Q01 - Trust and Elections I
Date: Jun 12 | Time: 08:30am to 10:00am | Location:
Chair/Président/Présidente : David Houle (Public secteur / Secteur public)
Discussant/Commentateur/Commentatrice : Jérôme Couture (Université Laval)
Trust is among the most studied concept in political science. This panel seeks to understand and maintain voters’ trust toward the accuracy of the election results and electoral integrity. It also aims to discuss trends in trust among different subgroups of the population and the factors that drive institutional trust.
The Regional Dimensions of Institutional Trust in Canada – An Analysis of Recent Public Opinion Research Commissioned by Elections Canada: Asif Hameed (Elections Canada)
Abstract: Arguably the primary structure for the articulation of interest in Canada, regionalism has effectively rendered the notion of a uniform national Canadian political culture impossible (Wesley and Wong, 2022; Leuprecht, 2003; Simeon, 1977) – as such, understanding a vital democratic trend such as the retrenchment of political trust in Canada requires a consideration of the dynamics of region. Using data from Elections Canada’s 2019 and 2021 National Electors Studies, alongside multiple waves of the Agency’s Tracking Survey on Electoral Matters, the proposed project will assess the regional dimensions of various aspects of political, institutional, and generalized trust in Canada to make the case that while trust remains a significant national issue, its retrenchment across the country is hardly uniform in nature.
Canadian Electors: Are They the Same People?: Vanessa Fernandez (Elections Canada), Conall Mac Cionnaith (Elections Canada), Jacques Ewoudou (Elections Canada)
Abstract: Available empirical evidence clearly suggests that the Canadian electorate is highly diverse in terms of socioeconomic attributes, electoral engagement, opinions, and behaviors related to federal elections and the federal electoral process. However, public opinion research typically takes a top-down, often unidimensional, approach to sub-group analyses, examining differences through pre-defined categories. This top-down approach may miss subtleties in both the diversity and similarity of the Canadian electorate. Using data from Elections Canada's National Electors Study (NES), this study examines the extent to which such observed diversity masks inherent similarities. Our motivation for this study comes from the fact that the diversity of the Canadian electorate is often construed as an indication of how dissimilar these same electors are. We propose to put to the test of data, the theory that notable similarities in electors’ values and behaviours might hide behind the observed diversity of the electorate. We aim to statistically uncover and comparatively analyze the different latent classes that might inherently exist among Canadian electors, shedding light on key commonalities that may be masked by apparent differences among Canadian electors. These insights could be valuable from many vantage points to Elections Canada and could inform ongoing programmatic and policy efforts to foster electoral engagement amongst Canadian electors, especially new and future voters. Arguably, this research could prove relevant to Elections Canada's key conversations, efforts and activities targeted at electors. More generally, this study may be a useful guide for political scientists interested in uncovering unique emergent subpopulations in their own datasets.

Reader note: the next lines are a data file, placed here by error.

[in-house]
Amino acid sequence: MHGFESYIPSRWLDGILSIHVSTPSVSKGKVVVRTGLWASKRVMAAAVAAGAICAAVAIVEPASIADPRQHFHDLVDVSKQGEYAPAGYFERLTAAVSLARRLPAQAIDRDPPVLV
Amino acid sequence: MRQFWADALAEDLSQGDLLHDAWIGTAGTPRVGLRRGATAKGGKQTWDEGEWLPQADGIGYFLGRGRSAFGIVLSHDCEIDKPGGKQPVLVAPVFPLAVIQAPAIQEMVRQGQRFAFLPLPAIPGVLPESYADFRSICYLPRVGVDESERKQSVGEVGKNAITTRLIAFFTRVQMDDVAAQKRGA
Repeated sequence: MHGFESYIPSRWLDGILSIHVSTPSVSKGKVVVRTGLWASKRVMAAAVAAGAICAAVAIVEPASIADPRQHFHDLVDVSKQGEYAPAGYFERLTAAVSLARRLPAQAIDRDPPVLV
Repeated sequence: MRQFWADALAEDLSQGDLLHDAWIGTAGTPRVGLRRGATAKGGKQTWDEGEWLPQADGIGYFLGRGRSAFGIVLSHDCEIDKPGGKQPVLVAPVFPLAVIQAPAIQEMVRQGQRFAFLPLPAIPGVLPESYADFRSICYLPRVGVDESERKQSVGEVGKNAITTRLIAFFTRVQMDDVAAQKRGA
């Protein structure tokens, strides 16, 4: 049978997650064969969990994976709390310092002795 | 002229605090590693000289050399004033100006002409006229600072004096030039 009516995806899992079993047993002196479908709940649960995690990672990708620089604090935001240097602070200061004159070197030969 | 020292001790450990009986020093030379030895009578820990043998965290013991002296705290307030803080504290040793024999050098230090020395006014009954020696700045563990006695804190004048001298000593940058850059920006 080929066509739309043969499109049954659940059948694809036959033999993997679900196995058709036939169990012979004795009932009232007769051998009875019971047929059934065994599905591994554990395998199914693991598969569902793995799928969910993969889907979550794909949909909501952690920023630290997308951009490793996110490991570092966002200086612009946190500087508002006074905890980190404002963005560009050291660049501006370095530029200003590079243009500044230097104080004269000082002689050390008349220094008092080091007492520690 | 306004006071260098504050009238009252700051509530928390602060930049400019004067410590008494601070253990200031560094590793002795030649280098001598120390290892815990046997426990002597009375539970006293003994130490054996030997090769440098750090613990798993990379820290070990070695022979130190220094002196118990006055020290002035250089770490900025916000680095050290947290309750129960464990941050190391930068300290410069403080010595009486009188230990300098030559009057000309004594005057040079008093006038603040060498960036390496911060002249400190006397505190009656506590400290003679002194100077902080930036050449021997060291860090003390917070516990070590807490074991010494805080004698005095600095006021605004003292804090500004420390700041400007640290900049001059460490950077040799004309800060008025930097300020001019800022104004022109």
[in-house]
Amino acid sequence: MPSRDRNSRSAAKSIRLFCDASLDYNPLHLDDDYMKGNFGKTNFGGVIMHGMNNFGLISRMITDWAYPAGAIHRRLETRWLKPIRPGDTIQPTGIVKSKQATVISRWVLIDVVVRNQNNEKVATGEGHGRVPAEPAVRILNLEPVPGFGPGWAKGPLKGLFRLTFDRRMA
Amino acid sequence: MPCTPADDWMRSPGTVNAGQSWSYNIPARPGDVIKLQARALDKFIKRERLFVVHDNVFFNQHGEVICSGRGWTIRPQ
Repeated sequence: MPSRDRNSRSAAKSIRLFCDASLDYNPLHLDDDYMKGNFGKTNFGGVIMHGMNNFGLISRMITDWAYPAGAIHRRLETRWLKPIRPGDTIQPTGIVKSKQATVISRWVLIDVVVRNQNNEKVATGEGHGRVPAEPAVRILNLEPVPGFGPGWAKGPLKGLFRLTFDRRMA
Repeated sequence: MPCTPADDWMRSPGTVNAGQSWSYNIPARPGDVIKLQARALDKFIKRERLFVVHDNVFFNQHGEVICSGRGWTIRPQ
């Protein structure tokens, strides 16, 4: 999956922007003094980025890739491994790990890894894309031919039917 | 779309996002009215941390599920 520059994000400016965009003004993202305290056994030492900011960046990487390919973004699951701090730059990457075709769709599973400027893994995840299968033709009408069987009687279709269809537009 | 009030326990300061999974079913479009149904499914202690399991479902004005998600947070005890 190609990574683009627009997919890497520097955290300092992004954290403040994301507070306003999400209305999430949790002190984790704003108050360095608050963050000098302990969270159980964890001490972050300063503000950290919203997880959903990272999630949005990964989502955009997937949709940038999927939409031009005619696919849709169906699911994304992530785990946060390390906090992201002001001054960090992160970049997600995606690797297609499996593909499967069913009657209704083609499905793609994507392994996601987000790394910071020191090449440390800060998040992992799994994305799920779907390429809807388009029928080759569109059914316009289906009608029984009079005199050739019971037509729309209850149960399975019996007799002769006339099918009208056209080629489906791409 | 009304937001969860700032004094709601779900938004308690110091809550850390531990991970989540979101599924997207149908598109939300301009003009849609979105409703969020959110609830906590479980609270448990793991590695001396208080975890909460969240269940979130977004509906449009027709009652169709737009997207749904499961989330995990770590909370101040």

Painting a portrait of trust in Public Institutions Among Canadian Electors: A multidimensional approach using the 2021 National Electors Study: Conall Mac Cionnaith (Elections Canada), Vanessa Fernandez (Elections Canada), Jacques Ewoudou (Elections Canada)
Abstract: Trust in public institutions, hereafter referred to as institutional trust, is foundational to the perceived legitimacy of these institutions and is a barometer of public satisfaction with an institution’s performance. Unsurprisingly, being perceived as trustworthy by the public is important for public institutions. Consequently, researchers and decisionmakers have a renewed interest in the processes that generate institutional trust. However, according to the Organisation for Economic Co-operation and Development (OECD, 2017), trust measured in a unidimensional manner is too simplistic to fully capture this complex construct. Any robust measure of institutional trust should simultaneously account for correlates of perceived institutional competence and values. Unidimensional measures may, therefore, not be very informative to decisionmakers aiming to foster institutional trust. To the best of our knowledge, no studies have yet implemented the OECD’s framework for measuring institutional trust multidimensionally in the Canadian setting. Therefore, this study seeks to create a multidimensional measure of trust in Elections Canada using the 44th National Elector Survey (2021). We will create a composite institutional trust score based on the public’s perception of Elections Canada’s competence (i.e., responsiveness and reliability) and values (i.e., integrity, openness, and fairness), capturing the OECD’s suggested sub-dimensions of institutional trust. This composite trust score allows us to identify subpopulations of Canadian electors based on institutional trust, demographics, opinions, and behaviors. By multidimensionally mapping out the Canadian electorate regarding institutional trust, this study will help inform ongoing policy and programmatic conversations, especially civic education efforts and outreach activities targeted at new and future electors.